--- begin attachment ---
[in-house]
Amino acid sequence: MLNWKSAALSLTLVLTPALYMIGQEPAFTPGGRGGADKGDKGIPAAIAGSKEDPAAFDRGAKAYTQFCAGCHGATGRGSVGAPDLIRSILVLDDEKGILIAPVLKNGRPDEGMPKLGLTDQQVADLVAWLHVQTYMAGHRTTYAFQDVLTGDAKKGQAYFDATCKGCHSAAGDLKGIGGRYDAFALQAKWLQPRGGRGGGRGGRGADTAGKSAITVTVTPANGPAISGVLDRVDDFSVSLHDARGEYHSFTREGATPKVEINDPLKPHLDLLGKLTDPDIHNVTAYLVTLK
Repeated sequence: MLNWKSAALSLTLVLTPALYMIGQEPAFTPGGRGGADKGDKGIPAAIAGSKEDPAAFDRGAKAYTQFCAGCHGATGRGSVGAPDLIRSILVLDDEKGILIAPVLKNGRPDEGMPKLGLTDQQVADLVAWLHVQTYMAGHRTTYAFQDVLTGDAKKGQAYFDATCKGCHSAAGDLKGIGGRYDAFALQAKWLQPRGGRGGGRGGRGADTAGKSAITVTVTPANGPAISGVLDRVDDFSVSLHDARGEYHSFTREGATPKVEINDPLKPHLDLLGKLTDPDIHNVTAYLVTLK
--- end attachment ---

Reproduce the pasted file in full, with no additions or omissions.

[in-house]
Amino acid sequence: MLNWKSAALSLTLVLTPALYMIGQEPAFTPGGRGGADKGDKGIPAAIAGSKEDPAAFDRGAKAYTQFCAGCHGATGRGSVGAPDLIRSILVLDDEKGILIAPVLKNGRPDEGMPKLGLTDQQVADLVAWLHVQTYMAGHRTTYAFQDVLTGDAKKGQAYFDATCKGCHSAAGDLKGIGGRYDAFALQAKWLQPRGGRGGGRGGRGADTAGKSAITVTVTPANGPAISGVLDRVDDFSVSLHDARGEYHSFTREGATPKVEINDPLKPHLDLLGKLTDPDIHNVTAYLVTLK
Repeated sequence: MLNWKSAALSLTLVLTPALYMIGQEPAFTPGGRGGADKGDKGIPAAIAGSKEDPAAFDRGAKAYTQFCAGCHGATGRGSVGAPDLIRSILVLDDEKGILIAPVLKNGRPDEGMPKLGLTDQQVADLVAWLHVQTYMAGHRTTYAFQDVLTGDAKKGQAYFDATCKGCHSAAGDLKGIGGRYDAFALQAKWLQPRGGRGGGRGGRGADTAGKSAITVTVTPANGPAISGVLDRVDDFSVSLHDARGEYHSFTREGATPKVEINDPLKPHLDLLGKLTDPDIHNVTAYLVTLK